6th SUNDAY: God’s Love



My Brothers and Sisters in Christ,

All three readings today teach us that we are called to become pure and holy. But we don’t become holy by some ritual observances. We become holy by confessing our sins to God and offering our lives for God’s glory and by sharing God’s love with everyone around us without discriminating against anyone on the basis of color, race, culture, religion, life style.


The first reading today is from the Book of Leviticus, which is one of the early books of Hebrew Scripture, one of the early books of our Christian Bible.  Chapters 12 to 15 deal with various illnesses and why some illnesses require the person to live apart, primarily in order not to infect others.  We can well imagine, however, that if a person were able to hid some kind of infection, they would do so in order to avoid expulsion from the community.

The second reading is from the First Letter to the Corinthians.  The strong teaching in this small except is that we should try to avoid giving offense to others and should try to please everyone.  That is a tall order but we can understand that Christians are called to love everyone and to serve everyone and to put one’s own needs behind the needs of others.  This could sound like a commandment just to be nice.  Instead Saint Paul thinks of it as a way to bring salvation to others.  We are all missionaries and must think about how we can draw others to Christ Jesus. The Gospel from Mark today brings us back to leprosy.  The leper in today’s Gospel wants to be cured.  His faith that Jesus can cure him is so strong that Jesus tells him:  “Be made clean.”  And the leprosy leaves him.  Even though Jesus asks the leper to be silent about this cure, the leper cannot keep his mouth shut.  The leper proclaims to everyone that he has been cured by Jesus.

Sin is seen in the early Church as a form of moral leprosy.  We are invited by Jesus to become clean in baptism.  The early Church had a huge struggle to come to understand how anyone baptized could return to sin.  But sin is like leprosy and returns over and over until there is a completely cure.  The cure for spiritual leprosy is faith in Jesus Christ.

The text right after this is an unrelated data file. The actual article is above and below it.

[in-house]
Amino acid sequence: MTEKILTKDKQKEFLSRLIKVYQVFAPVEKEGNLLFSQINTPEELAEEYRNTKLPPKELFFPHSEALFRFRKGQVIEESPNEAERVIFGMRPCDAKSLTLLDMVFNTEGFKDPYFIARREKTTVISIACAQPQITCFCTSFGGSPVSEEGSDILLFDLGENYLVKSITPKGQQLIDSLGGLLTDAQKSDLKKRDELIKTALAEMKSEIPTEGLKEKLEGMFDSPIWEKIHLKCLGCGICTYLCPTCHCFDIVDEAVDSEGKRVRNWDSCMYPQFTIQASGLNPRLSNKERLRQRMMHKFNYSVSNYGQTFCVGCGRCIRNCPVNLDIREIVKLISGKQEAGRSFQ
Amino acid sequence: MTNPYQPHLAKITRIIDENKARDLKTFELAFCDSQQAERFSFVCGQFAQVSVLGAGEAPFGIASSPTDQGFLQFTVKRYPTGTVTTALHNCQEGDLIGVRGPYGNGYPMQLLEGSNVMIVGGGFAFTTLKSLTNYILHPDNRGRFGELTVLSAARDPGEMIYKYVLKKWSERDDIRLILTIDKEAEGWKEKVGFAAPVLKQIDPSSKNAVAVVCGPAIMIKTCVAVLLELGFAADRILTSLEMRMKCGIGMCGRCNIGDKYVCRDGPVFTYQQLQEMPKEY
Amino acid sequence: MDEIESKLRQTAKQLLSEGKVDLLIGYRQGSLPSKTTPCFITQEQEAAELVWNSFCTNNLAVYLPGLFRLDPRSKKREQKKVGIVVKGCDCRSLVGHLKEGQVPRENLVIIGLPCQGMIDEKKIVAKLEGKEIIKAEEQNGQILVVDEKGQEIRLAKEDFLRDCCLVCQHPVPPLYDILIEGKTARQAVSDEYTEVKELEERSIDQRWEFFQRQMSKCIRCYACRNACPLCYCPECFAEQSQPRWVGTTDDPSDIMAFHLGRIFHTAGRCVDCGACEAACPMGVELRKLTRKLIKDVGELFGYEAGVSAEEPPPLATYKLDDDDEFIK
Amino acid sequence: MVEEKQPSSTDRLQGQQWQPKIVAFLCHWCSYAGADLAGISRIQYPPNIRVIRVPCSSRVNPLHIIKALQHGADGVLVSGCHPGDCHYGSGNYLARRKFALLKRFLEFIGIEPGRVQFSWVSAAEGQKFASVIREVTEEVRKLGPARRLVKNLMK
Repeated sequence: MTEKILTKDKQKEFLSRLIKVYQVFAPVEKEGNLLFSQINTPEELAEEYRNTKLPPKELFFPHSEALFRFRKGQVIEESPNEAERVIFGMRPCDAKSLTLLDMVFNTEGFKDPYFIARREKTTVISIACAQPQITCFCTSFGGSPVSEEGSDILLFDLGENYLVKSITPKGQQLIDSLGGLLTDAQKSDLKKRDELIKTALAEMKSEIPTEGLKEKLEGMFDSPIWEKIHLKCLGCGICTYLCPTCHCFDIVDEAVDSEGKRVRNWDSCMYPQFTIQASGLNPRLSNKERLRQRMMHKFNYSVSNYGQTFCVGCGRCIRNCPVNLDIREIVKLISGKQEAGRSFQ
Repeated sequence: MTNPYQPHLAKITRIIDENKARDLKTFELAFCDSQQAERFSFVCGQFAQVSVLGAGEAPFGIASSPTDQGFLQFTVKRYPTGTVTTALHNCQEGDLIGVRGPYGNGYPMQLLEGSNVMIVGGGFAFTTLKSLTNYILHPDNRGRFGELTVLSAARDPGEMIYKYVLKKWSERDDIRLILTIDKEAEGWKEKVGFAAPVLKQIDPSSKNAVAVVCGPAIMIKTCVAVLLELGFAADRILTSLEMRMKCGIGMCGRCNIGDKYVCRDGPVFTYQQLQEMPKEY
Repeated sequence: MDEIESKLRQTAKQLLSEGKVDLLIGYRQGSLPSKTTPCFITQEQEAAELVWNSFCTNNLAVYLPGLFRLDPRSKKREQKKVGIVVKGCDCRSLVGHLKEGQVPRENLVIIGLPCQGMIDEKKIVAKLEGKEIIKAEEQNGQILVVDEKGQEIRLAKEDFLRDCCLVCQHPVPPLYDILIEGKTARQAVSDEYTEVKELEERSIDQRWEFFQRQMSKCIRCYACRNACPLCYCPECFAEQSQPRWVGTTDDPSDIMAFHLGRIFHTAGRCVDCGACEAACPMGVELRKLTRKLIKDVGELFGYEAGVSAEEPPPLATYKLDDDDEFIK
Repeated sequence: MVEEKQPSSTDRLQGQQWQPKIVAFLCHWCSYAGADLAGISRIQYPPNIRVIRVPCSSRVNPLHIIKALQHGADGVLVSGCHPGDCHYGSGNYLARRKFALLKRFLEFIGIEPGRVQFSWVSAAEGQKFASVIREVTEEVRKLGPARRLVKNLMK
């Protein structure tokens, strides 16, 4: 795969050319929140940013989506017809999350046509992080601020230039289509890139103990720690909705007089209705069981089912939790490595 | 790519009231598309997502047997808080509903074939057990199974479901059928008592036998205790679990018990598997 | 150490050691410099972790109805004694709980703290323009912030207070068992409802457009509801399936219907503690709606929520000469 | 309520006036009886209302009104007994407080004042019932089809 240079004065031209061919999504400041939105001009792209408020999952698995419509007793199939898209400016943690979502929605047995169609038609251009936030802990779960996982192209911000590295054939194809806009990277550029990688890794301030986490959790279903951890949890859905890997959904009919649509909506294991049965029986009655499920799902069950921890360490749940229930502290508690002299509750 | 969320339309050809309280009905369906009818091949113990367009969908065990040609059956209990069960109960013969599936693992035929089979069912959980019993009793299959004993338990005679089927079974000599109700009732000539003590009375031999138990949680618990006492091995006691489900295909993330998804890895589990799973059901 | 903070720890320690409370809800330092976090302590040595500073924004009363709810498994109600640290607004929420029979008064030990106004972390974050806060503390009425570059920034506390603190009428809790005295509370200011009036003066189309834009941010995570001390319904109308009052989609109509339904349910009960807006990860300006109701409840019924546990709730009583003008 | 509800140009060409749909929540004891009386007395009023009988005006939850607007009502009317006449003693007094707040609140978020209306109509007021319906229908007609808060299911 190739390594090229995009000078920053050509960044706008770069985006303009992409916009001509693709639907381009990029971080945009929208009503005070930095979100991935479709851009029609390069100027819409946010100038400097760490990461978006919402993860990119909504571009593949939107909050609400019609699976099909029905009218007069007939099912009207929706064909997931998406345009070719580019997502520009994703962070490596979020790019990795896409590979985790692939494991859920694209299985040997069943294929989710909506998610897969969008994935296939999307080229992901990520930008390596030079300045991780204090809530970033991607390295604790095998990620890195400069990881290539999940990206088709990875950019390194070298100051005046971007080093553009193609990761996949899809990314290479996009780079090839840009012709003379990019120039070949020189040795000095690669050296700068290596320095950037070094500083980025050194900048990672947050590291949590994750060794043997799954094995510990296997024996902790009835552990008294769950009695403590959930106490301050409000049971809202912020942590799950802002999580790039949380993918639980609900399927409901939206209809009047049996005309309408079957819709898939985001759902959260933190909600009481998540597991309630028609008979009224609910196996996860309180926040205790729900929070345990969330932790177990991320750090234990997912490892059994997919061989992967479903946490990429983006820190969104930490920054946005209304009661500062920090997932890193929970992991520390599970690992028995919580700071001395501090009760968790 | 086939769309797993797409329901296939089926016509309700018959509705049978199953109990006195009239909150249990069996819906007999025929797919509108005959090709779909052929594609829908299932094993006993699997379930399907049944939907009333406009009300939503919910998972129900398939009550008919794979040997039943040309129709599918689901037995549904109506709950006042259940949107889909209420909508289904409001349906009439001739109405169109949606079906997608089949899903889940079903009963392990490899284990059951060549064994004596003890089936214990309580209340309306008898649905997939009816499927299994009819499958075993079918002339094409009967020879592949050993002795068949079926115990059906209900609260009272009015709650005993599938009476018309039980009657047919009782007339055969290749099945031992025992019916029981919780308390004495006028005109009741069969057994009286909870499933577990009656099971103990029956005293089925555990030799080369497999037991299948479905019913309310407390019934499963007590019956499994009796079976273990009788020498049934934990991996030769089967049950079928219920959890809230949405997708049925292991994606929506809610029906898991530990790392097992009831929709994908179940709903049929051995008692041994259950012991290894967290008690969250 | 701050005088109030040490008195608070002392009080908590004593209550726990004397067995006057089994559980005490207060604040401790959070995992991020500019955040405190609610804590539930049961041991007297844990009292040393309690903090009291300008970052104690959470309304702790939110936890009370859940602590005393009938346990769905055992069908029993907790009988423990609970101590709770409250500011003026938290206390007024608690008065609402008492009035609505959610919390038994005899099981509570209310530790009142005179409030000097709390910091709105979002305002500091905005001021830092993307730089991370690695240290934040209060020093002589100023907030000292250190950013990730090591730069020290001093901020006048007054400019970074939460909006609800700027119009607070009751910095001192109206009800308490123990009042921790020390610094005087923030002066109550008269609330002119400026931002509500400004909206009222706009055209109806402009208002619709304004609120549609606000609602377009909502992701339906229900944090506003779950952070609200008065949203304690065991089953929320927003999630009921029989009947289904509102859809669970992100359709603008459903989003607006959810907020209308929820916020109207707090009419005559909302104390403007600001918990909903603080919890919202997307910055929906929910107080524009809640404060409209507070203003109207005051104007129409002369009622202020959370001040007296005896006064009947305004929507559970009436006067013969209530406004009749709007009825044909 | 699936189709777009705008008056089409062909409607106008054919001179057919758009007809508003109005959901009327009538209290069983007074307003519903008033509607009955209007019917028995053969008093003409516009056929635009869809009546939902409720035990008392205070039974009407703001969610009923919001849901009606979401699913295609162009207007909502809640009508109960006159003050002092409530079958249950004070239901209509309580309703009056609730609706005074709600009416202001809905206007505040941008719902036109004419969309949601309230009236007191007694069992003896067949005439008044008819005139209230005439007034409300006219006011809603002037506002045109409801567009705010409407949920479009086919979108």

Today on this Sixth Sunday of Ordinary Time, we can ask ourselves:  Do I really want to be free of sin?  Am I willing to call out to the Lord and ask the Lord to heal me?  Am I willing to proclaim the glory of God?

1-We need to trust in the mercy of a forgiving God who assures us that our sins are forgiven and that we are clean.  We are forgiven and made spiritually clean from the spiritual leprosy of sins when we repent of our sins because God is a God of love Who waits patiently for us.  The only condition required of us is that we ask for forgiveness with a repentant heart.  We are sure to hear His words of absolution, “Very well– your sins are forgiven, and you are clean,” echoed in the

Sacrament of Reconciliation.   2) We need to tear down the walls that separate us from others and build bridges of loving relationship. Jesus calls every one of us to demolish the walls that separate us from each other and to welcome the outcasts and the untouchables of society.   These include homosexuals, AIDS victims, alcoholics, drug addicts and marginalized groups – the divorced, the unmarried-single mothers, migrant workers and the mentally ill.  God’s loving hand must reach out to them through us.   Jesus wants us to touch their lives.    Let us re-examine the barriers we have created and approach God with a heart that is ready to welcome the outcasts in our society.


May God Bless Us.

Posted in Messages from Fr. Vinner